I think Snell was emboldened when Derek Murphy seemed to back off after she gaslit him in 2019, as he has not been especially aggressive on his own sites toward Snell during her subsequent laughable-before-Wokism rise to even greater Instagram and Internet-media prominence. But she is fundamentally just one more babbling fount of greasy weak-sauce, because you’ll notice that for all her complaining of being abused, she only refers to anonymous cutting comments on her own profiles—never to more methodical, damning reviews of her with names attached to them like the ones I’ve written. I don’t think that Snell, in her rampaging High Priestess of Hate-on-crystal-meth travels, expected to encounter a critic who couldn’t care less about her nearly impenetrable oppression-armor and efforts to yell “LOOK! A BIGOT!” at her interlocutors, and who will simply keep calling the show what it is. Like I’ve pointed out, strip away how systematically unpresentable to children and small animals she is, and the fact that she and I don’t look much alike, and all that remains is one more grifter whose countless lies—even after today’s flop, she was still pushing the “over 200 races, 25+ marathons” thing—reveal her to be an unbelievably foul human being.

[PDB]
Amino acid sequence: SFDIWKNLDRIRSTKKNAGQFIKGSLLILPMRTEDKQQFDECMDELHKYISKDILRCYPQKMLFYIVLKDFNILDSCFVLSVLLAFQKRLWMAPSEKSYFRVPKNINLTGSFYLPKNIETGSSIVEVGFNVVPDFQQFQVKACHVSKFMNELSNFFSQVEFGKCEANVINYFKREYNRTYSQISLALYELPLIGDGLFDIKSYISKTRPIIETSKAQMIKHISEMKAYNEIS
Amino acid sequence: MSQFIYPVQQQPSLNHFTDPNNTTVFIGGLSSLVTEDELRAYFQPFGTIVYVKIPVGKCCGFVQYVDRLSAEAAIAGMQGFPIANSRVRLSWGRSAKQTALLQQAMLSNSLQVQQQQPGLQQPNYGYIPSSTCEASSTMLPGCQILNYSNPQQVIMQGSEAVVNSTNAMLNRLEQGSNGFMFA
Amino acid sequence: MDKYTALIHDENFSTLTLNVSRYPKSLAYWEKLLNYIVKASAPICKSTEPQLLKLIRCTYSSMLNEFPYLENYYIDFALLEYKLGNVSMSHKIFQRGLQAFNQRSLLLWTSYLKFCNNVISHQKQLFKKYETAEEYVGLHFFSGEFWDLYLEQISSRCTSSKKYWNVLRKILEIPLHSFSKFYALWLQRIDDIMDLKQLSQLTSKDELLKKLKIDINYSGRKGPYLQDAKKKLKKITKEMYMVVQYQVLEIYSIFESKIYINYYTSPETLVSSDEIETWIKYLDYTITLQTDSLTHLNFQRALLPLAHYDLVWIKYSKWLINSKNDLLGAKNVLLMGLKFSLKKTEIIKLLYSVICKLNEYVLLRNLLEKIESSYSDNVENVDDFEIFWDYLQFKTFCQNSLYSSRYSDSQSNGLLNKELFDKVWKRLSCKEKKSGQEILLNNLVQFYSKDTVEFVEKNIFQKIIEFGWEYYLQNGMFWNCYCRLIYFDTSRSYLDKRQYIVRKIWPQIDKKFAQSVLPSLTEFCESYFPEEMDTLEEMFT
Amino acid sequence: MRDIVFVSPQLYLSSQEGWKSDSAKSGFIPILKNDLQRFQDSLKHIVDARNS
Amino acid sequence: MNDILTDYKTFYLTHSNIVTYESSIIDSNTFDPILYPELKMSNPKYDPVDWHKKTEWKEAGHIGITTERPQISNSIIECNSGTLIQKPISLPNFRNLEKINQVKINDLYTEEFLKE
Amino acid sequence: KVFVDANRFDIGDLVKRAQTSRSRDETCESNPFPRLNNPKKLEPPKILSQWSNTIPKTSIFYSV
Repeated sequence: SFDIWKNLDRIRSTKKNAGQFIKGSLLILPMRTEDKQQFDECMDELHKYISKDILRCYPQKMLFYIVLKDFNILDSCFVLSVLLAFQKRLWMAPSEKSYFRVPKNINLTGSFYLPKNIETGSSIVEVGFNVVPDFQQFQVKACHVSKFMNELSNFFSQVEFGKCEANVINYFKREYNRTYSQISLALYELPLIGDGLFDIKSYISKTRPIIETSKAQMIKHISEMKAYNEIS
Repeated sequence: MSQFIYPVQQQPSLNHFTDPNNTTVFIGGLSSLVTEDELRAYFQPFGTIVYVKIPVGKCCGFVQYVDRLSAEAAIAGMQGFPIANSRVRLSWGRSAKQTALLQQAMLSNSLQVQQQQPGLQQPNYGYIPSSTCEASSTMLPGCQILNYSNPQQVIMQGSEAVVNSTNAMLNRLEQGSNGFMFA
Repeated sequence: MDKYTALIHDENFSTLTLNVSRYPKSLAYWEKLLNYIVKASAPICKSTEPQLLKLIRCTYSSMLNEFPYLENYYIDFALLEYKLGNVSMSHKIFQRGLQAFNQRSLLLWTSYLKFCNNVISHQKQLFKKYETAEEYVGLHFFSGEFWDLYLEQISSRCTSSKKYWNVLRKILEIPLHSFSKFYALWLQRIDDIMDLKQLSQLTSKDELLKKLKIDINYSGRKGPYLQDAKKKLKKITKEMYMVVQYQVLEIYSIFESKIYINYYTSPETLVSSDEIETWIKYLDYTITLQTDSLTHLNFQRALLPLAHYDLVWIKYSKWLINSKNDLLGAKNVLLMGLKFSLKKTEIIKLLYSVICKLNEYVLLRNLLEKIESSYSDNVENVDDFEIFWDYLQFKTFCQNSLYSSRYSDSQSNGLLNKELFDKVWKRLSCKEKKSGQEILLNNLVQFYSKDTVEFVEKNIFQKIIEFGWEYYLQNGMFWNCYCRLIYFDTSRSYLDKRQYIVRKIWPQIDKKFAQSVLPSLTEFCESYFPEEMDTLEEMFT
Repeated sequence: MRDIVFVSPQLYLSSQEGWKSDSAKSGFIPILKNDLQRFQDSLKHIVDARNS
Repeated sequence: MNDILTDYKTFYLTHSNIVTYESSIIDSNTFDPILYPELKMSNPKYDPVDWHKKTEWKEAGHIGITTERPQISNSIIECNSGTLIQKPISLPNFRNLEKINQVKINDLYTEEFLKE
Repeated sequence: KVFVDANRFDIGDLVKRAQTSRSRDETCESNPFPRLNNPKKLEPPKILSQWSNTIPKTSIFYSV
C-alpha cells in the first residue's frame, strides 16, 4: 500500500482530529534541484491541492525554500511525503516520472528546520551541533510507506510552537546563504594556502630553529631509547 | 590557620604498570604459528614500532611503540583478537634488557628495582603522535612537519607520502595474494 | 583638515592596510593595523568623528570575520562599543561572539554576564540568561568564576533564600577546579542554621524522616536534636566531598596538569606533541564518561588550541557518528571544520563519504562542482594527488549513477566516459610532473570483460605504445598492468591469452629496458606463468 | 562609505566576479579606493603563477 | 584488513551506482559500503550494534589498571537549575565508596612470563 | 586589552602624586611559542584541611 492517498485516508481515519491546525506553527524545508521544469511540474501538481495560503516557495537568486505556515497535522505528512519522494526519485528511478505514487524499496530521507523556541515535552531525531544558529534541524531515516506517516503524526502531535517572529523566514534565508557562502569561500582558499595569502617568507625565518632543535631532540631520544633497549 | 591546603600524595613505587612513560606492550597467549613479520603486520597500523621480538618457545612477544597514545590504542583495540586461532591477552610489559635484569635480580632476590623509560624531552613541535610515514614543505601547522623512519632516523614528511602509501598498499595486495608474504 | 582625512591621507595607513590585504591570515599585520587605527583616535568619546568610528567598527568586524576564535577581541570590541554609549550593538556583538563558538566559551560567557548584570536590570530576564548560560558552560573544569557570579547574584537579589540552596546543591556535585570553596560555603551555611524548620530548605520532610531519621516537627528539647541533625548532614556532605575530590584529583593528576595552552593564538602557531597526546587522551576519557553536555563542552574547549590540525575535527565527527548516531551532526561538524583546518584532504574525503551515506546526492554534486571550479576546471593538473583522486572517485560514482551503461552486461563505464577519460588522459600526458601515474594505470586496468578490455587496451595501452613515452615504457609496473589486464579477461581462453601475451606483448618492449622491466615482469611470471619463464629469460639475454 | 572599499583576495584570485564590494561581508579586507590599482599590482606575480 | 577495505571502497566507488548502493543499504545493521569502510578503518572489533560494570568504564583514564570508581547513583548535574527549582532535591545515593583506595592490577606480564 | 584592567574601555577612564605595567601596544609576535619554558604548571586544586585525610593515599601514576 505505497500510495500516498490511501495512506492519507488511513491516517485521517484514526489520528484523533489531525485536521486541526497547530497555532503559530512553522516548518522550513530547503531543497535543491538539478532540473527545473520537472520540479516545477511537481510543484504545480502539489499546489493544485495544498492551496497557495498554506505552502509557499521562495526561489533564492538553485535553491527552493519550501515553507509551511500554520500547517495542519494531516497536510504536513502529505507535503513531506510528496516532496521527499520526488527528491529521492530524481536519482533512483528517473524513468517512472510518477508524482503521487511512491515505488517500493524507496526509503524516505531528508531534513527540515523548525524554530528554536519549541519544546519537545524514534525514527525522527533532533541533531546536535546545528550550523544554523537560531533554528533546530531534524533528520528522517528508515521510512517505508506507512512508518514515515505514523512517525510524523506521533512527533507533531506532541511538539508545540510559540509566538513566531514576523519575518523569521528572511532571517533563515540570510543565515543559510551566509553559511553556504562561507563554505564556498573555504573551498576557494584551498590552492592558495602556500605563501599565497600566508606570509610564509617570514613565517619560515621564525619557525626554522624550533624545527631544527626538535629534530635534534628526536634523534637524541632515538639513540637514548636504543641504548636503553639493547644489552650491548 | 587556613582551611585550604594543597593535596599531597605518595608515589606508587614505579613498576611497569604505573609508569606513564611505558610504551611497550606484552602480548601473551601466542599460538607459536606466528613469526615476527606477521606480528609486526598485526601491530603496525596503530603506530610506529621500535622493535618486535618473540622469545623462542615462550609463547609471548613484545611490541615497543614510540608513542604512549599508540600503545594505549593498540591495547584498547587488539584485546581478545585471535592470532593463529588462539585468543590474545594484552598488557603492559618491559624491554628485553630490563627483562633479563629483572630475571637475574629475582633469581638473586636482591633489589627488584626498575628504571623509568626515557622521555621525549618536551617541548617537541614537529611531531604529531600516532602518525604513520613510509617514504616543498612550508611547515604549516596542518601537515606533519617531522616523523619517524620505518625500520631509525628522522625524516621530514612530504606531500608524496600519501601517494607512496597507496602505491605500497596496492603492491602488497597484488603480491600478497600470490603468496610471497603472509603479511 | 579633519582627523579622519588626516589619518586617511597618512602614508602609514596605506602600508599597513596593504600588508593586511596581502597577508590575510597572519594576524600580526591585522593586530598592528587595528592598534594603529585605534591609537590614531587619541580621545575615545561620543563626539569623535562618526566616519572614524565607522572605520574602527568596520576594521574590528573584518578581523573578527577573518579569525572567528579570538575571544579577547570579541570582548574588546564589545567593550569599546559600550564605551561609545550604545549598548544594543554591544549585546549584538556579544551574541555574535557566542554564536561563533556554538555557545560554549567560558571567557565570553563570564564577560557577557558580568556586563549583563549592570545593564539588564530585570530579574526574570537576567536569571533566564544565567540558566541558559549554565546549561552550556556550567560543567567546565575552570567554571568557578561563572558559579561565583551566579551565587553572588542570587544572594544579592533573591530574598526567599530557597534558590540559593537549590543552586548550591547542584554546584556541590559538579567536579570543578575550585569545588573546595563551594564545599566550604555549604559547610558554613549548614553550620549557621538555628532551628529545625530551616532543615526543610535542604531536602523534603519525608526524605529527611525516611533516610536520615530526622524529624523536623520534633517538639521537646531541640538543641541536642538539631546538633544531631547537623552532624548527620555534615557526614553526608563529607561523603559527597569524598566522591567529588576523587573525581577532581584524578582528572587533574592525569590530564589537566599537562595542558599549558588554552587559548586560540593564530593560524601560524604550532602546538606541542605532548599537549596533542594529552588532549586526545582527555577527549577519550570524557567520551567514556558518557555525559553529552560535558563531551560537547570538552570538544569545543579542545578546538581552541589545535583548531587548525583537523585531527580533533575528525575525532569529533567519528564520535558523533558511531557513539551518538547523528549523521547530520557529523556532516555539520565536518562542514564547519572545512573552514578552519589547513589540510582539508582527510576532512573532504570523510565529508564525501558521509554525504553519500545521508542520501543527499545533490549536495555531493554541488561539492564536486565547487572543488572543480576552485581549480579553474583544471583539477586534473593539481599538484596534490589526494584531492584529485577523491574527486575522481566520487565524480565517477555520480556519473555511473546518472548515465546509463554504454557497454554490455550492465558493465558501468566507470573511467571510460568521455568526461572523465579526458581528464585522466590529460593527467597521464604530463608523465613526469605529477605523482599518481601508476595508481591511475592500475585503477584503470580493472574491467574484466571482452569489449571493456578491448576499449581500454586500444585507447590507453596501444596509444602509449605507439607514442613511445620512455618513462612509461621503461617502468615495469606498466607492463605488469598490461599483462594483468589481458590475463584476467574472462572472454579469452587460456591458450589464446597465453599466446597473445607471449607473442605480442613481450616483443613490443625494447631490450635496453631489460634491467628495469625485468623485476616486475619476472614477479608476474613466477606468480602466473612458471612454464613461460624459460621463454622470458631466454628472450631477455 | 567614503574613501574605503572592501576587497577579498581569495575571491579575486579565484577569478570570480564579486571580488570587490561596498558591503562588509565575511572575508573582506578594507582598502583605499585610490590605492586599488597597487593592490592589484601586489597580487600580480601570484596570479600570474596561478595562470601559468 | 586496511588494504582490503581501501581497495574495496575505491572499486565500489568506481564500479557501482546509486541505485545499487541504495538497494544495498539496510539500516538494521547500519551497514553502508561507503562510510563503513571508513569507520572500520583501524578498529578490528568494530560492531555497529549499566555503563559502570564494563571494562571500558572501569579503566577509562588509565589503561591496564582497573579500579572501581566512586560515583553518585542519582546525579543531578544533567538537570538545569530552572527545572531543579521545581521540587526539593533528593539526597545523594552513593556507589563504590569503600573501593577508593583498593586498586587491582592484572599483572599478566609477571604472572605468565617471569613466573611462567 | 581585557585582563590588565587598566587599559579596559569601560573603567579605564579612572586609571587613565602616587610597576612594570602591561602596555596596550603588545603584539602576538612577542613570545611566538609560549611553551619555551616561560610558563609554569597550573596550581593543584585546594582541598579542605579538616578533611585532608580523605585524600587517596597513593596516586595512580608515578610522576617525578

If I keep following the Snell thread, it will be more to question the actions of people who—be it out of ignorance, fear, or rejoicing Wokishly in seeing people like me ad Murphy fret—offer succor to this shitbag. For example, elite HOKA ONE ONE athlete Stephanie Bruce has long been outspoken about events that lack doping control, and was one of the few elites to come close to expressing displeasure over the general early handling by the media and many of her fellow athletes of the Shelby Houlihan doping revelation.So @CRBridgeRun doesn't drug test, due to finances. They offer $10,000 for 1st, $3000 for top American. Guys, if I came and ran your race I'd donate half of my prize $ if you implemented testing. In fact any race I'd love to help you fund drug testing if you don't. #cleansportYou might not hear many athletes comment on Shelby’s case as they/we are preserving energy for our own races at the trials. That being said I hope that our system of testing and rulings are upheld, and exceptions aren’t made for any athlete. Doing so sets an unfair precedent.